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wc (Unix)

From Wikipedia, the free encyclopedia
Original author(s)Joe Ossanna
(AT&T Bell Laboratories)
Developer(s)Various open-source and commercial developers
Initial releaseNovember 3, 1971; 52 years ago (1971-11-03)
Written inC
Operating systemUnix, Unix-like, V, Plan 9, Inferno, MSX-DOS, IBM i
LicensePlan 9, Inferno: MIT
coreutils: GPL-3.0-or-later

wc (short for word count) is a command in Unix, Plan 9, Inferno, and Unix-like operating systems. The program reads either standard input or a list of computer files and generates one or more of the following statistics: newline count, word count, and byte count. If a list of files is provided, both individual file and total statistics follow.


Sample execution of wc:

 $ wc foo bar
      40     149     947 foo
    2294   16638   97724 bar
    2334   16787   98671 total

The first column is the count of newlines, meaning that the text file foo has 40 newlines while bar has 2294 newlines- resulting in a total of 2334 newlines. The second column indicates the number of words in each text file showing that there are 149 words in foo and 16638 words in bar – giving a total of 16787 words. The last column indicates the number of characters in each text file, meaning that the file foo has 947 characters while bar has 97724 characters – 98671 characters all in all.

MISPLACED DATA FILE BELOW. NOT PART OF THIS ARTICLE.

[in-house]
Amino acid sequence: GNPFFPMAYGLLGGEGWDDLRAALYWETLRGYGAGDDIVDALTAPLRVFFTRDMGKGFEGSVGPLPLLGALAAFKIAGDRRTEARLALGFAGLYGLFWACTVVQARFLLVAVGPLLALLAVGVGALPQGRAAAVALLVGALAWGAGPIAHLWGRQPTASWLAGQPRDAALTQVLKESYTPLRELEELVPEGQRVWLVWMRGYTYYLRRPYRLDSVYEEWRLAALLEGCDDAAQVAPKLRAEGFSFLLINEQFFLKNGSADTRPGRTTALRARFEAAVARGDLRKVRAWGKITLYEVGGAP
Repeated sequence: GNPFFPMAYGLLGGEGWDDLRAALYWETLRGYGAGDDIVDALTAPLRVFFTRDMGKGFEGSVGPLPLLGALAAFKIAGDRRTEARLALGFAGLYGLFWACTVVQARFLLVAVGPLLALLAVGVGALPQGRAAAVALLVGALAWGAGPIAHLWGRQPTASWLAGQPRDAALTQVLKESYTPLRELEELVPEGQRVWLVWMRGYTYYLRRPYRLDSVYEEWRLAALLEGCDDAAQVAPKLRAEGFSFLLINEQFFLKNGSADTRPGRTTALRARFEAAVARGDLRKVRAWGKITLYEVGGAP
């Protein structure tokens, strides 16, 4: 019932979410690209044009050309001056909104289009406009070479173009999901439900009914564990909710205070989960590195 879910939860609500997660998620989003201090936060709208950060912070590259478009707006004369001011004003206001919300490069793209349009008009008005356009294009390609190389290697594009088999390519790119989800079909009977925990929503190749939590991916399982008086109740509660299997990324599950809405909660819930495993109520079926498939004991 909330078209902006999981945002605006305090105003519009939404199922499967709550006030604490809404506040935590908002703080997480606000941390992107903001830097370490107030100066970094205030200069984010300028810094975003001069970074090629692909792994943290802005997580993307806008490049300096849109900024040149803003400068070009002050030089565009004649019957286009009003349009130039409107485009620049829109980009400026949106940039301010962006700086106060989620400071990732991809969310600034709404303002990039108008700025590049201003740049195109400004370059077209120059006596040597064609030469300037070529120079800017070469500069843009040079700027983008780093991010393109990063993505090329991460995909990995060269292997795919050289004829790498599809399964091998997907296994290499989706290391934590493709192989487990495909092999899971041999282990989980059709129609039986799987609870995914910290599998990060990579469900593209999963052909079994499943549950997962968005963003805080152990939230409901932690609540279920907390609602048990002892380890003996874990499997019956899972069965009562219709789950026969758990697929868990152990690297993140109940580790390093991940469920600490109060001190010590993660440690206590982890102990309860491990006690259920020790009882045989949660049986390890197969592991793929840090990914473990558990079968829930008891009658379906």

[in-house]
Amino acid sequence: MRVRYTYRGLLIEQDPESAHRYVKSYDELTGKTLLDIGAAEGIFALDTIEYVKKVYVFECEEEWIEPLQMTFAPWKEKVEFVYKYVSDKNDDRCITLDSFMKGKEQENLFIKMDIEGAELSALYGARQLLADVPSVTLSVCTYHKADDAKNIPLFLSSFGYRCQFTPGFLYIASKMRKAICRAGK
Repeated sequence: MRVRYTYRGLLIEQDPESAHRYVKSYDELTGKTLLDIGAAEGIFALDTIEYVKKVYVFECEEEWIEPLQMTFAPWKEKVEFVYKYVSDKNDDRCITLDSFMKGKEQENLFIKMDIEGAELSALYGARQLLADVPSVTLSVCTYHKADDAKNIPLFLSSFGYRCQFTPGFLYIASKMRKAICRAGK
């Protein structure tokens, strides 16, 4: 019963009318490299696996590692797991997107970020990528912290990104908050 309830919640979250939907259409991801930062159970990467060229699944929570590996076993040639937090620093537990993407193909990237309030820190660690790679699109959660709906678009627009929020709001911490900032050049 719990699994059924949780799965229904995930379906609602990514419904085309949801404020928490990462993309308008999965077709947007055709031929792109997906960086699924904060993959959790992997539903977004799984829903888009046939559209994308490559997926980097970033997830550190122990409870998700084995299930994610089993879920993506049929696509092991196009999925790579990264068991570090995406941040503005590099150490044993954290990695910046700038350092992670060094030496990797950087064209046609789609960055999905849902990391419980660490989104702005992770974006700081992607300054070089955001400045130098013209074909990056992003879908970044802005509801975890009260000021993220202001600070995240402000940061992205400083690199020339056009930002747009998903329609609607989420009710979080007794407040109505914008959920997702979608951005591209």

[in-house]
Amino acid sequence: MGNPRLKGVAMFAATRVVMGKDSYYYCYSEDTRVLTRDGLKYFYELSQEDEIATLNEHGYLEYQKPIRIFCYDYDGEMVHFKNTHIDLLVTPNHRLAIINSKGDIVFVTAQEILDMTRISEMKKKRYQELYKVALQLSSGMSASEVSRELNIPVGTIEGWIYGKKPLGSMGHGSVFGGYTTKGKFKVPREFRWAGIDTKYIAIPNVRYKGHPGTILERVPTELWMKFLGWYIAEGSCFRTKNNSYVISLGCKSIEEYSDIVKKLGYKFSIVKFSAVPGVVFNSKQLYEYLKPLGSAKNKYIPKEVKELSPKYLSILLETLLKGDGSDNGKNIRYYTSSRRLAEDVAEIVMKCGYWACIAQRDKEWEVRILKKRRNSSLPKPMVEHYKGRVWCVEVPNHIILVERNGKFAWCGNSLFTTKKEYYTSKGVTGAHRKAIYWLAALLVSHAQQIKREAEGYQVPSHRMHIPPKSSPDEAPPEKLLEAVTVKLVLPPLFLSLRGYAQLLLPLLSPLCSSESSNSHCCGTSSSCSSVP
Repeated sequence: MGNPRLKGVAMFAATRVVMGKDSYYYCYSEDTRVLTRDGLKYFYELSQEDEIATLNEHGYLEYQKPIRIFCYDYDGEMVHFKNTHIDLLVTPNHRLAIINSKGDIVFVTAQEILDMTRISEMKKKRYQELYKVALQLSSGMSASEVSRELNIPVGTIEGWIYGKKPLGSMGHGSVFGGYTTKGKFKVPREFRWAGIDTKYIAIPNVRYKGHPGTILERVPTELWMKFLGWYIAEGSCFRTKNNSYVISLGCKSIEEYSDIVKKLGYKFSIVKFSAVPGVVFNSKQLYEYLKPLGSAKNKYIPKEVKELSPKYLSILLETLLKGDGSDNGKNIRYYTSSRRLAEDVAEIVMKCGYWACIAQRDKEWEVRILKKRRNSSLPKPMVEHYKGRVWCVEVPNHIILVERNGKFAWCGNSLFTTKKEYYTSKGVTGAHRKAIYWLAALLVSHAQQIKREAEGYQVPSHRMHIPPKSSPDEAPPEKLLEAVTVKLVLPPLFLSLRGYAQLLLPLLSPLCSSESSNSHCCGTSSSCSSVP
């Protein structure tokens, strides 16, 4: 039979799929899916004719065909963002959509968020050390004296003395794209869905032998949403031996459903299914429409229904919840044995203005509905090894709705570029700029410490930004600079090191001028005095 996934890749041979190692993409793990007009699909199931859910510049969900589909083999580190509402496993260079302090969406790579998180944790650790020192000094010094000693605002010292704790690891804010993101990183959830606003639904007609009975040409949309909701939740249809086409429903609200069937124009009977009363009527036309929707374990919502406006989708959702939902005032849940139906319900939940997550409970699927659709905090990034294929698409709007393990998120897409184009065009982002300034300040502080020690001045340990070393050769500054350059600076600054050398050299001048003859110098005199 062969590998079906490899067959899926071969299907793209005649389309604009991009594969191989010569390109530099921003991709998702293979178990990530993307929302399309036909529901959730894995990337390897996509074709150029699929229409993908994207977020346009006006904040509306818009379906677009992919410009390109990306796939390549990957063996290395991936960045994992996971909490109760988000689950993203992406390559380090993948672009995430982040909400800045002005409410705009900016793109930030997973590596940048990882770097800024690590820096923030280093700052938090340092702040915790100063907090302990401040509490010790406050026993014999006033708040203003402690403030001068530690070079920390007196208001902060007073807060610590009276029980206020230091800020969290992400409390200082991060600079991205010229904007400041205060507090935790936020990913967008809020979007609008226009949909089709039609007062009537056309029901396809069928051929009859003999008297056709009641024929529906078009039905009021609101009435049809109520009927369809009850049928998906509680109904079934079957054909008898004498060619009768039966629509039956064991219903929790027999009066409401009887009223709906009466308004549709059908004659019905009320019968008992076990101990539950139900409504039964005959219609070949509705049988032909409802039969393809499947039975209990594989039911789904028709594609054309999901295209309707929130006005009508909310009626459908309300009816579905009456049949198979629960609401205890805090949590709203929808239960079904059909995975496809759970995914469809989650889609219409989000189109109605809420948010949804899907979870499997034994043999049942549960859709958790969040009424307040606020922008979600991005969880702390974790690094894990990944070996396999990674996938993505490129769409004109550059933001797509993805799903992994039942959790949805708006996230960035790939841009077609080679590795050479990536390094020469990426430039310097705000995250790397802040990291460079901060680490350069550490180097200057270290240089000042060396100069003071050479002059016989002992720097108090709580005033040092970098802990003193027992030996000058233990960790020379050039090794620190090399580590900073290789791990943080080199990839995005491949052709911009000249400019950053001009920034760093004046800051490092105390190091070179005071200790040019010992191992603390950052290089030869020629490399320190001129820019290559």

Newer versions of wc can differentiate between byte and character count. This difference arises with Unicode which includes multi-byte characters. The desired behaviour is selected with the -c or -m options.

Through a pipeline, it can also be used to preview the output size of a command with a potentially large output, without it printing the text into the console:

$ grep -r "example" |wc
    1071   23337  101349


wc is part of the X/Open Portability Guide since issue 2 of 1987. It was inherited into the first version of POSIX.1 and the Single Unix Specification.[1] It appeared in Version 1 Unix.[2]

GNU wc used to be part of the GNU textutils package; it is now part of GNU coreutils. The version of wc bundled in GNU coreutils was written by Paul Rubin and David MacKenzie.[3]

A wc command is also part of ASCII's MSX-DOS2 Tools for MSX-DOS version 2.[4]

The command is available as a separate package for Microsoft Windows as part of the GnuWin32 project[5] and the UnxUtils collection of native Win32 ports of common GNU Unix-like utilities.[6]

The wc command has also been ported to the IBM i operating system.[7]


  • wc -c <filename> prints the byte count
  • wc -l <filename> prints the line count
  • wc -m <filename> prints the character count
  • wc -w <filename> prints the word count
  • wc -L <filename> prints the length of the longest line (GNU extension)

See also[edit]


  1. ^ wc – Shell and Utilities Reference, The Single UNIX Specification, Version 4 from The Open Group
  2. ^ wc(1) – FreeBSD General Commands Manual
  3. ^ "wc(1) - Linux man page".
  4. ^ MSX-DOS2 Tools User's Manual by ASCII Corporation
  5. ^ CoreUtils for Windows
  6. ^ Native Win32 ports of some GNU utilities
  7. ^ IBM. "IBM System i Version 7.2 Programming Qshell" (PDF). IBM. Retrieved 2020-09-05.

External links[edit]